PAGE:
BEL AIR — The Federal Trade Commission reports that fraudulent telemarketers direct up to 80% of their calls to seniors. To protect seniors and their families, Harford County will participate in International Fraud Awareness Week, Nov. 17-23.
Planned activities include distributing magnets that identify “red flags” for seniors speaking with telemarketers, public service announcements on social media and radio, and a resource page on the county website at www.harfordcountymd.gov/2772/Resources-for-Fraud. The campaign is timely because Medicare prescription enrollment provides increased opportunities for fraud.
Misuse of Medicare dollars and Medicare enrollment fraud are two of the most prevalent scams involving seniors. Common schemes include billing for services never provided or for unneeded devices; and telemarketers claiming to represent Medicare who tell beneficiaries their Medicare card has expired. Beneficiaries are then asked to provide their personal information, particularly their Medicare number and bank account number. Con artists can be very convincing and may tell beneficiaries they will lose Medicare benefits if they do not comply. They may offer them gifts or money, or tell victims that they have to pay for the new Medicare card.
Seniors should know:
• Medicare beneficiaries receive a Medicare number and card automatically upon enrollment;
• Medicare cards do not expire;
• Medicare will not call beneficiaries to offer a new card or request information in order to issue a new card;
• Beneficiaries who lose their Medicare card can request a new one from the Social Security Administration, free of charge.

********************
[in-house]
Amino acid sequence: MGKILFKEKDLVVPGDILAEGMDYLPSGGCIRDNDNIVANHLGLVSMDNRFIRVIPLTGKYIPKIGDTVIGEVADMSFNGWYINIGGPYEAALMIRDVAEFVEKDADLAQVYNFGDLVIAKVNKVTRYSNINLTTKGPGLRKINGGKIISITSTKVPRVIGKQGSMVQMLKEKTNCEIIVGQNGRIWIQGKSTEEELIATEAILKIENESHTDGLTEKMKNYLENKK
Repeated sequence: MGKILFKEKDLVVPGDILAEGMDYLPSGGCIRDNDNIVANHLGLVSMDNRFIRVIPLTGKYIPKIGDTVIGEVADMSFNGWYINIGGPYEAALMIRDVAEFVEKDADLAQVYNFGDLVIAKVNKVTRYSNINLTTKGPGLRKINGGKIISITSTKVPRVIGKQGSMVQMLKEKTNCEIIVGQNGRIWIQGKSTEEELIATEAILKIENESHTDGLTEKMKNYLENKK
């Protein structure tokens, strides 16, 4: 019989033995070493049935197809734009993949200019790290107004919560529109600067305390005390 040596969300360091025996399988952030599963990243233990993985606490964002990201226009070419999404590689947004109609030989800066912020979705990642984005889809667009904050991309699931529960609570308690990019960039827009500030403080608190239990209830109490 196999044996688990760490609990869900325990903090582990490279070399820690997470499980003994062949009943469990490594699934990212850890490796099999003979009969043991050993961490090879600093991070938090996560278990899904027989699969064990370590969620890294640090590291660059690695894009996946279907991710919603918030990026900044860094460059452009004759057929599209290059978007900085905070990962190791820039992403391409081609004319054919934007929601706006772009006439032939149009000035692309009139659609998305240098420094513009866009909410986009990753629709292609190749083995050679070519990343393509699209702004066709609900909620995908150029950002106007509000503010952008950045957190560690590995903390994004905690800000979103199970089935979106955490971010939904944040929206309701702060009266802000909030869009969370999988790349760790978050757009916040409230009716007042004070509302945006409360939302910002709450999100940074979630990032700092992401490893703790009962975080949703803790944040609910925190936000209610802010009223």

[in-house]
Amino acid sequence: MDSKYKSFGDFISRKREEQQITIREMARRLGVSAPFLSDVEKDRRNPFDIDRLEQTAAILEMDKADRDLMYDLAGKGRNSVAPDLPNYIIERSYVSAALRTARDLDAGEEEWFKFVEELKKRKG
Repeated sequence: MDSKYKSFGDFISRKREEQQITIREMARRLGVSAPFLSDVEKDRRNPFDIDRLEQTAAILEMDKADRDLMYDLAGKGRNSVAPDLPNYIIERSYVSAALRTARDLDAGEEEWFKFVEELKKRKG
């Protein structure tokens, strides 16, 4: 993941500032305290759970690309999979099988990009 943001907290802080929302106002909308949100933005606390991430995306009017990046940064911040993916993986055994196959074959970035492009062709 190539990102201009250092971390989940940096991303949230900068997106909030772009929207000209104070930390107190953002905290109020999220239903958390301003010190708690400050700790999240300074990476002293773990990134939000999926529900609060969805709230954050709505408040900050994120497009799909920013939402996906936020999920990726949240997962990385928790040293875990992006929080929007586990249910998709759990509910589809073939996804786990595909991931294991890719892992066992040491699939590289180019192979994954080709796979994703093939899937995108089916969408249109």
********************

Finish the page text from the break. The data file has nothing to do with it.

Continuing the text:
Individuals should protect their Medicare number just as they would credit card, banking and Social Security numbers and not allow anyone else to use it. Seniors should also be wary of salespeople trying to sell services or devices they claim will be paid for by Medicare.
Beneficiaries should review their Medicare statements to be sure they have received the services that are billed, and report suspicious activities to 1-800-MEDICARE.
Overall, seniors age 60 and over are targets of 49% of telemarketing scams involving medical care services and products, 41% involving sweepstakes and prizes, and 40% involving magazine sales, according to the National Crime Prevention Council. The Council estimates that each victim of a sweepstakes scheme lost an average of $7,000.
Because most cases go unreported, it is difficult to know exactly how prevalent elder financial abuse is in Maryland. Nevertheless, the Comptroller of Maryland estimates that one in five adults aged 65 and older has been a victim of financial abuse. Locally, the Bel Air Police Department reports that cases of senior financial exploitation are on the rise.
Seniors may also be the targets of financial exploitation, in which predators operate openly, claiming victims' consent. This type of fraud can take place at a care facility, in the community or at home. Predators may be complete strangers, caregivers, dishonest telemarketers, acquaintances or a close friend or family member.
Anyone who suspects that a senior is the victim of financial exploitation or fraud should first call the police, then report the incident to the Maryland Attorney General Consumer Protection Division at 410-528-8662.
“Financial scams can be devastating to older adults and can leave families feeling vulnerable,” County Executive Barry Glassman said. “Harford County is joining in International Fraud Awareness Week to protect our seniors and those who care about them.”